Wednesday, March 25, 2009

John Campbell

John Campbell
Milan, Italy (March '93)

photo: ht
scanned from a lenticular 3-D print

Feb 6th 1993: So John Campbell, Alan Vega, Teddy G (Vice President of the Hells Angels, NYC Chapter) and I went to Madison Square Garden to see Riddick Bowe defend his WBA and IBF heavyweight title against Michael Dokes. Vega and I enjoyed going to the fights at the Garden. We saw Hagler/Hamsho in '84 and even went to see Hagler/Hearns on giant pay-per-view screens there the following year. At that one, Alan spotted Julian Schnabel sitting directly across the aisle so they made a bet. Vega took Hagler and won. Bowe beat Dokes by TKO in one round but there was a fight on the undercard, "Merciless" Ray Mercer vs Jesse "Boogieman" Ferguson that I remember just seemed plain weird. Mercer, a tough brawler with a "cement chin" was a huge favourite and had been promised a shot at Bowe (reportedly worth $1.5m) if he won. However, he was seriously out of shape and after 10 rounds of clumsy action and a some heavy punching in the later rounds, Ferguson managed to get a unanimous decision, much to Mercer's visible distress. Later (in court) it was alleged that prior, and during the fight, Mercer had offered Ferguson $100,000 to take a dive but it was never proven due to lack of evidence.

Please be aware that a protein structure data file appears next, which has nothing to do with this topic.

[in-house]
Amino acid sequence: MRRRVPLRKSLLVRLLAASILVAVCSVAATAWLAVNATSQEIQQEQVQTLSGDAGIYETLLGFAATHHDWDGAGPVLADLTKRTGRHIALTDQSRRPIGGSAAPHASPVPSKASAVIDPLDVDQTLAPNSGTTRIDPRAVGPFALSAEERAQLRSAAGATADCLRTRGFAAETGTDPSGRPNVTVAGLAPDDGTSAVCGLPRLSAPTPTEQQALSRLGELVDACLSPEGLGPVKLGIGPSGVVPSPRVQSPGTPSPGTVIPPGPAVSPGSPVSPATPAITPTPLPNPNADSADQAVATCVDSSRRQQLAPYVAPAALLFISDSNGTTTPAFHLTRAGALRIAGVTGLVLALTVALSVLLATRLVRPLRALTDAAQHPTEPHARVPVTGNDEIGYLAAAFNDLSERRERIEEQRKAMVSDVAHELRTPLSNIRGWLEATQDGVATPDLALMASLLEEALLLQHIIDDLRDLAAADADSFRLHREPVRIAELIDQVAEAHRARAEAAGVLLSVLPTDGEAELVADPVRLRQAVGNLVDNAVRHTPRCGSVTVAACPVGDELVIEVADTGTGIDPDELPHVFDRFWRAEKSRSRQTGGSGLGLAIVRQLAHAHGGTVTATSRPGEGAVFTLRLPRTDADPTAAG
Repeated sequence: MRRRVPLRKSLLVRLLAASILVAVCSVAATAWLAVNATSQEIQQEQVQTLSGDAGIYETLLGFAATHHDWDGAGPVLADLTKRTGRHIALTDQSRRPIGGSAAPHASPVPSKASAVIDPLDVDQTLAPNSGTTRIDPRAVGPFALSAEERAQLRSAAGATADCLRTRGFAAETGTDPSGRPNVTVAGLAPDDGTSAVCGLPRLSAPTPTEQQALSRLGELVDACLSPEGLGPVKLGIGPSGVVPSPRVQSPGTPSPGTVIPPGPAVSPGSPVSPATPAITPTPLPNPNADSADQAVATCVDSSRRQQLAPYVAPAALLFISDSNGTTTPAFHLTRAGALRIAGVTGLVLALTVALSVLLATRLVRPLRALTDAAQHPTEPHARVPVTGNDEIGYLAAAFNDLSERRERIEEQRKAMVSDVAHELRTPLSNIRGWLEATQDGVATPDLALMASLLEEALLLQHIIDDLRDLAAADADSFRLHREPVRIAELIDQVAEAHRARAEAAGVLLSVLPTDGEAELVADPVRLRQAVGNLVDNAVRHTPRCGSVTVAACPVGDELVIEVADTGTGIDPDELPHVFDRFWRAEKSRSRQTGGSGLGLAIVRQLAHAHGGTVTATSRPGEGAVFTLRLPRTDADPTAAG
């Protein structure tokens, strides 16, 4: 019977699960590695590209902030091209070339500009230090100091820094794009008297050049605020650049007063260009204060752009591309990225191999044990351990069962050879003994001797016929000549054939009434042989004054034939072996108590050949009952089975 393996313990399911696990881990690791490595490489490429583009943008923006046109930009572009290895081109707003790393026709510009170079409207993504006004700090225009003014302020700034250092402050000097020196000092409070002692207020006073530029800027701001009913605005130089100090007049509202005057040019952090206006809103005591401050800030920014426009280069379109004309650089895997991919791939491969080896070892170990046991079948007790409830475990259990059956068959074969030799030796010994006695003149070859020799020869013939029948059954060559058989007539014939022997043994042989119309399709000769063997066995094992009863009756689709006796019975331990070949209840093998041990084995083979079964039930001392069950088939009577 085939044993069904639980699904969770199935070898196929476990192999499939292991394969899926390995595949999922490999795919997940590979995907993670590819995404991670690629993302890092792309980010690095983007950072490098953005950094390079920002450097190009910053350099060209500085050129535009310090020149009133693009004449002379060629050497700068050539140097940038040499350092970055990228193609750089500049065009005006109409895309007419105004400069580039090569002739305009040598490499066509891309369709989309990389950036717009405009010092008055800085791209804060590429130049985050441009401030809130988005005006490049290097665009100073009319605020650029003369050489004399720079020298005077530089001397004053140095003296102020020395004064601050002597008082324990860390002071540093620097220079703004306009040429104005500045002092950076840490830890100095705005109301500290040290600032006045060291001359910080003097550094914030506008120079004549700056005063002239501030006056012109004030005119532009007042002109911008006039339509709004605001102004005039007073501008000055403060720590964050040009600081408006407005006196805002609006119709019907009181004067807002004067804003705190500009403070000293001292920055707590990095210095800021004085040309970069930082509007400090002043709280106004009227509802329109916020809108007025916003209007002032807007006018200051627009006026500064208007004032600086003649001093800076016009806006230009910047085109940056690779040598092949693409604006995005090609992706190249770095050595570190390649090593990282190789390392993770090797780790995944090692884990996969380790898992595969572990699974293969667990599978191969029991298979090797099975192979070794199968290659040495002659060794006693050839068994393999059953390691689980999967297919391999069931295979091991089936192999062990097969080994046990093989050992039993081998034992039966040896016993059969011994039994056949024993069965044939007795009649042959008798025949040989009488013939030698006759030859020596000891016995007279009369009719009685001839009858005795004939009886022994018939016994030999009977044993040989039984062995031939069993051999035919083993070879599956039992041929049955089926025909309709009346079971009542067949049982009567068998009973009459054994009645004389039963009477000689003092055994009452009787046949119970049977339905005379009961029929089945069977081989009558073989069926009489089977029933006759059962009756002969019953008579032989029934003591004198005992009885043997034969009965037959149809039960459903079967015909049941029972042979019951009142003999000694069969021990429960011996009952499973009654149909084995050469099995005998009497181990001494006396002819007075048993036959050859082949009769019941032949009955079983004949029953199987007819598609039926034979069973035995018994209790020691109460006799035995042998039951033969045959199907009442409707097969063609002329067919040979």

Riddick Bowe training, (ht watching)
Caesar's Resort, the Poconos, PA (1/27/93)
photo: Richard Williams

After the fights, we went back to my apartment in Chelsea for a hang and, because it was the first time they'd met, John was telling Alan a little about himself. A serious drag racing accident when aged 16 had thrown him through his windshield "twice", landing him in hospital while they rebuilt his face ("a coupla thousand stitches") and he learned to live with one eye, half a lung and a dodgy heart. He was taken out of school and a prolonged, lonely convalescence found him studying blues masters like Lightnin' Hopkins, Howlin' Wolf, John Lee Hooker and Muddy Waters while "attempting to learn this vocabulary...play this music. And at that time I realized that I could get in touch with feelings that I couldn't verbalize, I couldn't feel any other way...I could feel anger, I could feel pain, I could feel hope. It's really hard to describe, but I can recall just sitting on the edge of my bed and playing the guitar and it was almost like a mantra, just to repeat these figures and suddenly I could feel things... and I felt like I was in touch with something...it was like I was exorcising my pain, I was learning to live again, really, and I realized that was what I was gonna do the rest of my life. I caught a Greyhound bus and ended up in Nacogdoches, Texas". That led to years of hitching between Baton Rouge or Shreveport and various Texas towns playing places where "if you didn't have a gun, they gave you one".